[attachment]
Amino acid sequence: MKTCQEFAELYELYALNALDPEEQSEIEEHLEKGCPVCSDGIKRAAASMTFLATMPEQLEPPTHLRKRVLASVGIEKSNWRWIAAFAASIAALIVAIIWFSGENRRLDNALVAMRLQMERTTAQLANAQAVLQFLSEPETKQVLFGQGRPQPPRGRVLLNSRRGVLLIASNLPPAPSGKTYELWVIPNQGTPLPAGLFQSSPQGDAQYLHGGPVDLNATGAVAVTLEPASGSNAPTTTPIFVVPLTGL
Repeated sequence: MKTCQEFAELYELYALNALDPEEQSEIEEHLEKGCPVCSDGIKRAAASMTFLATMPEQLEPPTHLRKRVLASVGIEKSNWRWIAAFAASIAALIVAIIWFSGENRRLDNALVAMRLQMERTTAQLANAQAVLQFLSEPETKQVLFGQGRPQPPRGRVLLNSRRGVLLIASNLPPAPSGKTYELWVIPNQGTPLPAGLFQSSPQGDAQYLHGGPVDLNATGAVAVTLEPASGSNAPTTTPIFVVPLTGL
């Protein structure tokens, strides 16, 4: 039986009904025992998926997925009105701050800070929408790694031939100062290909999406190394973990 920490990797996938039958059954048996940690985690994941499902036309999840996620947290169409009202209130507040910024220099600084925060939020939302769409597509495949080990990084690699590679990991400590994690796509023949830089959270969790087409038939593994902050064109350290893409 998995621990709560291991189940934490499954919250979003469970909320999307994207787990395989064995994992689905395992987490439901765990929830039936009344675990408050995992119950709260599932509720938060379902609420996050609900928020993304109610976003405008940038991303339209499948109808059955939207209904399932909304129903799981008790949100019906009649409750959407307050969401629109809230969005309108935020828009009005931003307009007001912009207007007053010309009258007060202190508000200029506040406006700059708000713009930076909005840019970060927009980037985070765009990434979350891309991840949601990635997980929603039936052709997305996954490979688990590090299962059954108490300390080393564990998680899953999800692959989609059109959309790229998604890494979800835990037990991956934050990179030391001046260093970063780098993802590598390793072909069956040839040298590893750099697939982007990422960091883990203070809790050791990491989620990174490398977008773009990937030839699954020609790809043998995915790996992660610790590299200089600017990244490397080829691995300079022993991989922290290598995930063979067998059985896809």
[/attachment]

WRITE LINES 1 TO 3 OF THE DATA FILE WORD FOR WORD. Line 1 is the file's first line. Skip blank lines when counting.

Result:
Amino acid sequence: MKTCQEFAELYELYALNALDPEEQSEIEEHLEKGCPVCSDGIKRAAASMTFLATMPEQLEPPTHLRKRVLASVGIEKSNWRWIAAFAASIAALIVAIIWFSGENRRLDNALVAMRLQMERTTAQLANAQAVLQFLSEPETKQVLFGQGRPQPPRGRVLLNSRRGVLLIASNLPPAPSGKTYELWVIPNQGTPLPAGLFQSSPQGDAQYLHGGPVDLNATGAVAVTLEPASGSNAPTTTPIFVVPLTGL
Repeated sequence: MKTCQEFAELYELYALNALDPEEQSEIEEHLEKGCPVCSDGIKRAAASMTFLATMPEQLEPPTHLRKRVLASVGIEKSNWRWIAAFAASIAALIVAIIWFSGENRRLDNALVAMRLQMERTTAQLANAQAVLQFLSEPETKQVLFGQGRPQPPRGRVLLNSRRGVLLIASNLPPAPSGKTYELWVIPNQGTPLPAGLFQSSPQGDAQYLHGGPVDLNATGAVAVTLEPASGSNAPTTTPIFVVPLTGL
């Protein structure tokens, strides 16, 4: 039986009904025992998926997925009105701050800070929408790694031939100062290909999406190394973990 920490990797996938039958059954048996940690985690994941499902036309999840996620947290169409009202209130507040910024220099600084925060939020939302769409597509495949080990990084690699590679990991400590994690796509023949830089959270969790087409038939593994902050064109350290893409 998995621990709560291991189940934490499954919250979003469970909320999307994207787990395989064995994992689905395992987490439901765990929830039936009344675990408050995992119950709260599932509720938060379902609420996050609900928020993304109610976003405008940038991303339209499948109808059955939207209904399932909304129903799981008790949100019906009649409750959407307050969401629109809230969005309108935020828009009005931003307009007001912009207007007053010309009258007060202190508000200029506040406006700059708000713009930076909005840019970060927009980037985070765009990434979350891309991840949601990635997980929603039936052709997305996954490979688990590090299962059954108490300390080393564990998680899953999800692959989609059109959309790229998604890494979800835990037990991956934050990179030391001046260093970063780098993802590598390793072909069956040839040298590893750099697939982007990422960091883990203070809790050791990491989620990174490398977008773009990937030839699954020609790809043998995915790996992660610790590299200089600017990244490397080829691995300079022993991989922290290598995930063979067998059985896809």